THE STORY WITH THE NEIGHBORS
My father was a gregarious man, just twenty pounds and a reserve of irritability short of being a cigar smoking jolly fat man. He had a knack for making people like him and would talk to anyone about anything: to the gang of men putting up a new telephone pole about rotting problems in the old poles; the latest Doris Day movie with my aunts; the best generals in WWII with a family friend; the intricacies of bus routes with a stranger on Hope Street, our local main drag. So when the new people moved in next door, he assumed he would have new and regular conversational partners, new and interesting topics to ventilate.
He was at work the day they arrived. With his talent for chat, you would have thought he’d be a salesman or a real estate agent, but in fact he worked for the State Bureau of Business Regulation, where, as I understood it, he was in charge of licensing everything from auto glass replacement firms to architects to upholstery shops.
But it was summer, the air as bright as a new dime, and I watched from my bedroom window upstairs as a green moving van the length of two houses pulled in at the curb while an odd shaped yellow convertible with the top up turned into the driveway. A man came out the driver’s side, a woman from the passenger’s. According to what our previous neighbors, the Schlesingers, had said, this had to be Glen and Carlotta Lee. “A very nice young couple.” He was a scientist of some sort, worked at Wright and Rangle Chemical Company; she worked too, downtown at some book publisher. They didn’t have any children yet.
As nice as the Schlesingers had been to me, it’s always exciting when new people move in next door, like the lively beginning of a new book, and you settle in with happy anticipation to see what will happen. Even more interesting when the characters are unfamiliar types, and these looked as different from the elderly, Arizona bound Schlesingers as they could possibly be. He was tall, lanky, with a narrow face and an unusual quantity of shaggy black hair. She was also tall, and very slender, her dark hair cut like Peter’s Pan’s, wearing dungarees with the cuffs folded and an untucked blue shirt that hung halfway down her thighs. One at a time they reached into the back seat of the convertible and each emerged holding what looked to me like an oversized lunchbox, which was in actuality —as I learned much later — a cat carrier. They went around to the front of the house where the moving men already had the van open and the tailgate down.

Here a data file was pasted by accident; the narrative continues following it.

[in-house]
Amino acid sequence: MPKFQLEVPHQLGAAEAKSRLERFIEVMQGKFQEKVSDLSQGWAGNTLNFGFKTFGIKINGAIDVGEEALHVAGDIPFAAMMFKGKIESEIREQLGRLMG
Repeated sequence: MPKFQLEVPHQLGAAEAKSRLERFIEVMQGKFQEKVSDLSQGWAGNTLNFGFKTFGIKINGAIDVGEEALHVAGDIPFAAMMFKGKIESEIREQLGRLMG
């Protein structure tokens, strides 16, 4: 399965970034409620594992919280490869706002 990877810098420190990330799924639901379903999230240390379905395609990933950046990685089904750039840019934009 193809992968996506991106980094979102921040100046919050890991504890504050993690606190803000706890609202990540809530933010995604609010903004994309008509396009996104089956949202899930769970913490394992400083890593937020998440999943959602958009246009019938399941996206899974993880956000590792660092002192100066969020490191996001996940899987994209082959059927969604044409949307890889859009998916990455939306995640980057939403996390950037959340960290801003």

Then there was a small crowd coming and going up the three front steps, down the driveway to the back door carrying boxes, chairs, bookcases, couches, boxes, a number of flat padded rectangles of some sort, boxes, lamps, bookcases, mattresses, tables, boxes, bookcases, boxes, and boxes. The couple mixed with the movers as though they were on the payroll. He had a quick impetuous way of carrying a carton in his arms, leaning his long torso over it as if it might get away from him, while she, carrying a long stemmed lamp in one hand with elegant fluidity, seemed almost to dance with it. I was too young to make judgments about social class or aesthetic leanings from their household goods, but they were all clearly different from the Schlesingers’ — slimmer and sleeker, dark curved wood and bright fabrics: all physically similar to the couple themselves.
That evening at supper my father said, “So Davy, what are the new neighbors like?” His voice was really too large for the kitchen, sometimes threatening to clear the table with its strength. “Your mother said you spent the whole day watching them move in.”
“They’ve got a convertible,” I said. “It looks like an airplane. I think it’s a foreign car.”
“No, no. It’s a Studebaker,” said my father, who prided himself on knowing everything, and actually knew quite a bit. “But besides their car, what are they like?”
I thought for a moment, gathering my impressions, so I could state them in a way that would show him what a keen observer I was. “They’re much younger than the Schlesingers,” I said. “They’re younger than you and mom, too. A lot of their furniture looks brand new. And there were a lot of bookcases and boxes, so I guess they’ve got a lot of books. They did a lot of the moving in themselves, but they didn’t carry any of the really heavy things, like couches or tables.”
My father nodded without seeming especially struck by my description, but then I thought of the perfect summary. “I think they’re very modern,” I said.
My father’s teaching method consisted of ‘do this,’ ‘don’t do that’ so he didn’t take the opportunity for a dialogue that would have led me to broaden my description and define more clearly what I meant. Instead he guffawed as if I’d said something funny, and while I was pleased to have made him laugh, I was also frustrated that he didn’t recognize the acuteness of my characterization.
He said to my mother, “Sarah, you should make a cake to bring to them.”
My mother, noted for the perfection of her potato pancakes, was otherwise a superior plain cook, and her desserts were always flakey or moist as required, but, in total contrast to my father, she was a shy woman who was generally mortified when he started a conversation with a stranger at the movie theatre or the grocery store. Among family and friends she was capable of sly humor or pointed irony, but she had only peered briefly through the curtains at the new people, horrified that she might be thought to be snooping. So for my father to suggest that she make a cake to press on perfect strangers was an absurdity to which she responded by asking him if he wanted another slice of brisket.